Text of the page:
However, prenatal screening should be offered to: (1) adults with a family history of CF, (2) reproductive partners of individuals with CF, (3) couples in whom 1 or both are Caucasian (including Ashkenazi Jews) and are planning a pregnancy, and (4) couples in whom 1 or both are Caucasian (including Ashkenazi Jews) and are seeking prenatal care. Screening should also be made available to couples where 1 or both partners are not Caucasian or Ashkenazi Jews.[4,5]

Q: What treatments are needed in the care of patients with CF?

Appropriate treatment improves the health and life expectancy in CF patients. The goal of therapy is to prevent or slow the progression of airway damage. Treatment is designed to control airway infection and inflammation and to reduce mucus accumulation. Viral infection is prevented with vaccination.[6]

Patients often present with pulmonary exacerbations which, depending on the severity of symptoms, are treated either in the home or hospital. Treatment regimens usually consist of oral or intravenous antibiotics. Tobramycin, administered through intermittent inhalation therapy, is commonly used. Mild exacerbations may be treated at home with oral antibiotics and continuation of the patient's regimen of chest physiotherapy.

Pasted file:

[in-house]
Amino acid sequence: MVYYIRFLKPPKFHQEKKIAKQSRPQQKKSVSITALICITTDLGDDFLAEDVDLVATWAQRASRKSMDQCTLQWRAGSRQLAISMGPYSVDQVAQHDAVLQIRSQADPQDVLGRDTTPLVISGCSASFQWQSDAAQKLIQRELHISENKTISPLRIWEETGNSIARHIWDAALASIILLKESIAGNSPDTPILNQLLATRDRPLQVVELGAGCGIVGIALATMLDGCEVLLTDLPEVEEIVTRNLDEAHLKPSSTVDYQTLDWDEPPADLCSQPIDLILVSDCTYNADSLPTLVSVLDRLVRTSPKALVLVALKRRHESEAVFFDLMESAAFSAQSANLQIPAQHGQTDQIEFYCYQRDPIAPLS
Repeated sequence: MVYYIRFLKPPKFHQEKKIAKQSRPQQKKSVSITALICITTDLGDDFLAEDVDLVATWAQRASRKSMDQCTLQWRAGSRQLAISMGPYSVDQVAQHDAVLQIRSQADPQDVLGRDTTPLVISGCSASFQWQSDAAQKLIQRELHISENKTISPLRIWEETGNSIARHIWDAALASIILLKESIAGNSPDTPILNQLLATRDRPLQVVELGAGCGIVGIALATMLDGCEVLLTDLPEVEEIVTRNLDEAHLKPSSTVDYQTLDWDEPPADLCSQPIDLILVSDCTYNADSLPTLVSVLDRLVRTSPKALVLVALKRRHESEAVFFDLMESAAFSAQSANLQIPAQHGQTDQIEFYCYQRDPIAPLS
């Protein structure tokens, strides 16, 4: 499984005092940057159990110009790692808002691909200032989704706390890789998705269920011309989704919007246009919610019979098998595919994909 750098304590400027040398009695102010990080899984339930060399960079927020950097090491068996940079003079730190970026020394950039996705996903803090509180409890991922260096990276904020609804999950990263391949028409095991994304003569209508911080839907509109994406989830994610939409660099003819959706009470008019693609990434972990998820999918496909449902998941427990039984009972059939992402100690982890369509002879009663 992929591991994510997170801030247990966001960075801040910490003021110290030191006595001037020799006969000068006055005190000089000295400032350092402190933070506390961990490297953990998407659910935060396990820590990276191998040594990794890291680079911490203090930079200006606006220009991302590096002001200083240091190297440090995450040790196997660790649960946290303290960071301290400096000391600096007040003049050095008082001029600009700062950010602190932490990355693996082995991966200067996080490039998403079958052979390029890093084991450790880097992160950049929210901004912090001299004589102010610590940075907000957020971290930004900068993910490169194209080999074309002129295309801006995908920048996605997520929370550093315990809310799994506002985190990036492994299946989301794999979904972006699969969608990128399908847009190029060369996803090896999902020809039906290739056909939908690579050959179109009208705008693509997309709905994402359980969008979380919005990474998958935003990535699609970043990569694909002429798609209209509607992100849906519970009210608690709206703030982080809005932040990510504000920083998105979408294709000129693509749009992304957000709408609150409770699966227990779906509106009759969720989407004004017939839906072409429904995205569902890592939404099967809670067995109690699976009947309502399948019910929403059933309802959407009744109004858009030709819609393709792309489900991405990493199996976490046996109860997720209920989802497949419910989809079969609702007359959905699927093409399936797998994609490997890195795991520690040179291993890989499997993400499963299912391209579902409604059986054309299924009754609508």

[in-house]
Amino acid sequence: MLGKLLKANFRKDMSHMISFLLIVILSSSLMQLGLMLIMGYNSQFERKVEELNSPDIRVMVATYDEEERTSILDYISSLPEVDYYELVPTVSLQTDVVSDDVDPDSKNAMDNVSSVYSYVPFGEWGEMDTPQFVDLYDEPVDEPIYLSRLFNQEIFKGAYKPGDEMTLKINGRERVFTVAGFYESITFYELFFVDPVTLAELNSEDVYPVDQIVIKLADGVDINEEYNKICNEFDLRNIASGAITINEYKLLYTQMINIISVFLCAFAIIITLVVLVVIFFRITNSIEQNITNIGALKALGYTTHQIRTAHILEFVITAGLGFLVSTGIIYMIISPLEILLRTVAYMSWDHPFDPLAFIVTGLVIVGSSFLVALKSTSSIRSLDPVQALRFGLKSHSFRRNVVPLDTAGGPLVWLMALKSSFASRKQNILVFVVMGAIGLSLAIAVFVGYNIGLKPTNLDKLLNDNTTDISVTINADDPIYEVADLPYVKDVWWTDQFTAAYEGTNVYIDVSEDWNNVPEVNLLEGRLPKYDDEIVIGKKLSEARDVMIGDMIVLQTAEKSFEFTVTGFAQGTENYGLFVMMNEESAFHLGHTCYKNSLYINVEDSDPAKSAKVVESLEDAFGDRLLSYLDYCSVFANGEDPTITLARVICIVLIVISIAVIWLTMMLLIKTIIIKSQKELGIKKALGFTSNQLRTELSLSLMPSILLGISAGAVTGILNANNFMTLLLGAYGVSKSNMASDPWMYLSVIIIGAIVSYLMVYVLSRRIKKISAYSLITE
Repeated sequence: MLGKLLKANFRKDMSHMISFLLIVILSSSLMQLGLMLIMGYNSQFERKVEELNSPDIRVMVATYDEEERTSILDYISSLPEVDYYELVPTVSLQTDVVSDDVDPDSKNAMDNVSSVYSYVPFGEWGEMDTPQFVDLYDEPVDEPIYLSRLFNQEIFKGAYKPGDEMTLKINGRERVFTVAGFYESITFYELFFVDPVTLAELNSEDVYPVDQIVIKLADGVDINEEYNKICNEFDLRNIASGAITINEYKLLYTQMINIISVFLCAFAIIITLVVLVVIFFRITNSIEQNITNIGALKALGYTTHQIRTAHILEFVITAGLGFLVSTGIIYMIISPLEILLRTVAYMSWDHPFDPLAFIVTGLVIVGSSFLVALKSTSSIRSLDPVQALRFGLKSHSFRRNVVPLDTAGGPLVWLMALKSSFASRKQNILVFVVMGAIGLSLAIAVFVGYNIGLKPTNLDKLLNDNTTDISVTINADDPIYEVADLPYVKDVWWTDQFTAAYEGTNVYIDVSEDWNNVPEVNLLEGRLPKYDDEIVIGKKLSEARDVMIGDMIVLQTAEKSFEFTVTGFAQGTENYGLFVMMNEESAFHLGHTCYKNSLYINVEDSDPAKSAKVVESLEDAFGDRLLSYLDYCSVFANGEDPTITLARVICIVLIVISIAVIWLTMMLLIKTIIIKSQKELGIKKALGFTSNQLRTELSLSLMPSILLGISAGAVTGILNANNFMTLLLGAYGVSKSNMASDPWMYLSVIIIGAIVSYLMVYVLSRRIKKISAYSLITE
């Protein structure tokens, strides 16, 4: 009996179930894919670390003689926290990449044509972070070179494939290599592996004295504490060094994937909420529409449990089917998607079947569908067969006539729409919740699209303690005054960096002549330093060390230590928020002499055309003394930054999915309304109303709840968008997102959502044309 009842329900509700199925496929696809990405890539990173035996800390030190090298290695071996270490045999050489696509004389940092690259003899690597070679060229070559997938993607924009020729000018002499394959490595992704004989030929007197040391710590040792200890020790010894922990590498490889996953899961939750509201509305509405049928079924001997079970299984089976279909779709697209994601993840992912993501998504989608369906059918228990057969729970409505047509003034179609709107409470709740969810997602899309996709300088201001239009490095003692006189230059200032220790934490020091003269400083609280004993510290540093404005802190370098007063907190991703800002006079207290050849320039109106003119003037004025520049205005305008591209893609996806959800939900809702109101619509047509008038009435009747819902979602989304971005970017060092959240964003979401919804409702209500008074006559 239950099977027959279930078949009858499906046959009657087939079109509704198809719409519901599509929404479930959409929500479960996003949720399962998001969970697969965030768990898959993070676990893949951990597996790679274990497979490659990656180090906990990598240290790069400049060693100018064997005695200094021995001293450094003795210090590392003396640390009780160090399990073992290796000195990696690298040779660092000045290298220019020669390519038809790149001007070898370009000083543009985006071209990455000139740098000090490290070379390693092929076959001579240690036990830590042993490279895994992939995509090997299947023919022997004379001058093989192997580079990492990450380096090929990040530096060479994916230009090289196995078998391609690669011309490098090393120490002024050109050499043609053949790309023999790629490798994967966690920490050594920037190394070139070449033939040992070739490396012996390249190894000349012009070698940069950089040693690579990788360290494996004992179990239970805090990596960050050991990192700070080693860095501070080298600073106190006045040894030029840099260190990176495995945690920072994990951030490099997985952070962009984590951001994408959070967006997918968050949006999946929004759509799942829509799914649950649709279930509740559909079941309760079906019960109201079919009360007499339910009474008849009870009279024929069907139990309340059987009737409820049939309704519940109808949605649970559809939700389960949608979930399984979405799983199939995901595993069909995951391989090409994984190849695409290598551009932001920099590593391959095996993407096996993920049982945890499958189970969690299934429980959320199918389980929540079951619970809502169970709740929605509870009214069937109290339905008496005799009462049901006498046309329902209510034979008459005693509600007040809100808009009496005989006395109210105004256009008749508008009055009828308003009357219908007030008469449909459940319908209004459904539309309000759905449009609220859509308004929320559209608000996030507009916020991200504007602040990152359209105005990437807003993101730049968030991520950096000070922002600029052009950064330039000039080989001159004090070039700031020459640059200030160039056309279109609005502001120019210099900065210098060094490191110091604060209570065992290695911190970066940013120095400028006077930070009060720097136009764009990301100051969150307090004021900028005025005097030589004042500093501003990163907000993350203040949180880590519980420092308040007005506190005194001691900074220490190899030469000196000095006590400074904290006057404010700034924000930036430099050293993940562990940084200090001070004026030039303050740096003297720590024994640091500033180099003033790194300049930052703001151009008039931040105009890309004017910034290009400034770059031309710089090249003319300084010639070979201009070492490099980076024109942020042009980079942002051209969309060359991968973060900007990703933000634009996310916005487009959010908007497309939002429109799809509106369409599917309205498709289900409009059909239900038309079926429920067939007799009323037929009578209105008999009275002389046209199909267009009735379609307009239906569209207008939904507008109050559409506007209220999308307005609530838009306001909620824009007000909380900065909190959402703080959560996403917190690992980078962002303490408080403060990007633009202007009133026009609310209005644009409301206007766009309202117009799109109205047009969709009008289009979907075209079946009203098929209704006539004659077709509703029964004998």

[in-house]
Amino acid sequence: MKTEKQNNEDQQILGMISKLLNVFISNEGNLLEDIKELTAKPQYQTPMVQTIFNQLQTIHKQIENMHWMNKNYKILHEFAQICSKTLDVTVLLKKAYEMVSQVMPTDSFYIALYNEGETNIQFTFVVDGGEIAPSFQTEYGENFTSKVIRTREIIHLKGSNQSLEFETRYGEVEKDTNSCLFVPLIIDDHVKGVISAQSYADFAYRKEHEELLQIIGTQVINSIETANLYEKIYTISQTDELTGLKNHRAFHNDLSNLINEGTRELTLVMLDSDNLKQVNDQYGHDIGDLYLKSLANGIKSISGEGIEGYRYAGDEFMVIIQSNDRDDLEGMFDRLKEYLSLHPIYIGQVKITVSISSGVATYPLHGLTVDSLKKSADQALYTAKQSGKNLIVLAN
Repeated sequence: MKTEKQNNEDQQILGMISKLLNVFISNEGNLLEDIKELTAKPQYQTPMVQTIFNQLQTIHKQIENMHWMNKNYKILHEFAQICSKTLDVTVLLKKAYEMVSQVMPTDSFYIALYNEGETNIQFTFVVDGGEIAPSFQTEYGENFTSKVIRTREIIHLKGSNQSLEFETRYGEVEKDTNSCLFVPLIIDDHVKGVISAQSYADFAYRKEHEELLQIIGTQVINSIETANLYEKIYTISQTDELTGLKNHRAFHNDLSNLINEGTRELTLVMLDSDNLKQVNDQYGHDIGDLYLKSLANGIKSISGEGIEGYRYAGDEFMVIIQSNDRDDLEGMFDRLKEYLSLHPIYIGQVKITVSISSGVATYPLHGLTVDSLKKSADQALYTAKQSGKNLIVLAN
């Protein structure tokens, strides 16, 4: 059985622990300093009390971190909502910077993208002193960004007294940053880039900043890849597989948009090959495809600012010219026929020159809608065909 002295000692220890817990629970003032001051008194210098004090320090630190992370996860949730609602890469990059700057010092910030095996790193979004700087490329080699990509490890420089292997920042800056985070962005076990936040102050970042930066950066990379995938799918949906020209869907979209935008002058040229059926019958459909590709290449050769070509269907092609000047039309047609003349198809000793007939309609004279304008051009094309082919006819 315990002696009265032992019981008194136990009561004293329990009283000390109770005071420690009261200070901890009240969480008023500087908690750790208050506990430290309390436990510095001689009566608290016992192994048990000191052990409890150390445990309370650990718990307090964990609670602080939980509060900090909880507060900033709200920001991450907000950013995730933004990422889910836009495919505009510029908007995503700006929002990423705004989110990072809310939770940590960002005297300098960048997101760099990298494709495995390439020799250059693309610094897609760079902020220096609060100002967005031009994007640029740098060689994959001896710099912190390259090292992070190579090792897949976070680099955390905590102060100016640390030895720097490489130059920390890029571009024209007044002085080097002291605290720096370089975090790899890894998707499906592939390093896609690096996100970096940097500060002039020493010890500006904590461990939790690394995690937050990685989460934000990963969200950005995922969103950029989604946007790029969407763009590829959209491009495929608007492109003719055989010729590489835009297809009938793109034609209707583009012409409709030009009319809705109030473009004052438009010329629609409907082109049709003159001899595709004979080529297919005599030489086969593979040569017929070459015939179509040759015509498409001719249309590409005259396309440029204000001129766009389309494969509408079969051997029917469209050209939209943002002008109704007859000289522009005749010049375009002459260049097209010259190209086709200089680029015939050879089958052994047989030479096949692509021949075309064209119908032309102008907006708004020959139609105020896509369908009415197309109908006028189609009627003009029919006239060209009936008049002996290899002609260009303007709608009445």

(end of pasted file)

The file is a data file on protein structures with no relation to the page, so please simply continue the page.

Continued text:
Severe exacerbations typically require hospitalization and the use of multiple intravenous antibiotics. Choice of antibiotics is based on previous culture results or, if these are unknown, is aimed at the most common pathogens causing pulmonary disease in this patient population. These include Staphylococcus aureus, Haemophilus influenzae, and Pseudomonas aeruginosa.

Chest physical therapy with postural drainage is recommended at a frequency of 1 to 4 times a day, depending on severity of illness, to aid in the clearance of mucus from the airways. Corticosteroids and bronchodilators are commonly used as part of daily treatments or during pulmonary exacerbations.

Pancreatic enzyme replacement and fat-soluble vitamin supplementation is needed in CF patients. Pharmacologic gastric acid suppression helps patients achieve adequate fat absorption and maintain adequate nutrition.[1]

Q: What is the most significant factor in prolonging the survival of patients with CF?

Optimal nutritional status, physical fitness, and aggressive treatment of pulmonary exacerbations have been most significantly associated with improved survival. CF patients have difficulty in gaining weight because of malabsorption of fat and protein with fat-soluble vitamin deficiency. Those patients who fail maximum nutritional therapy and are persistently malnourished may require nocturnal gastrostomy or jejunostomy tube feedings.[7]

Overall, the prognosis of patients with CF has dramatically improved in the past few decades. Median survival increased from 14 to 28 years between 1969 and 1990. Female patients have lower survival than male patients (25 vs 30 years of age, according to a study conducted in 1990).[8]

Comments

3090D553-9492-4563-8681-AD288FA52ACE
Comments on Medscape are moderated and should be professional in tone and on topic. You must declare any conflicts of interest related to your comments and responses. Please see our Commenting Guide for further information. We reserve the right to remove posts at our sole discretion.
Post as:

processing....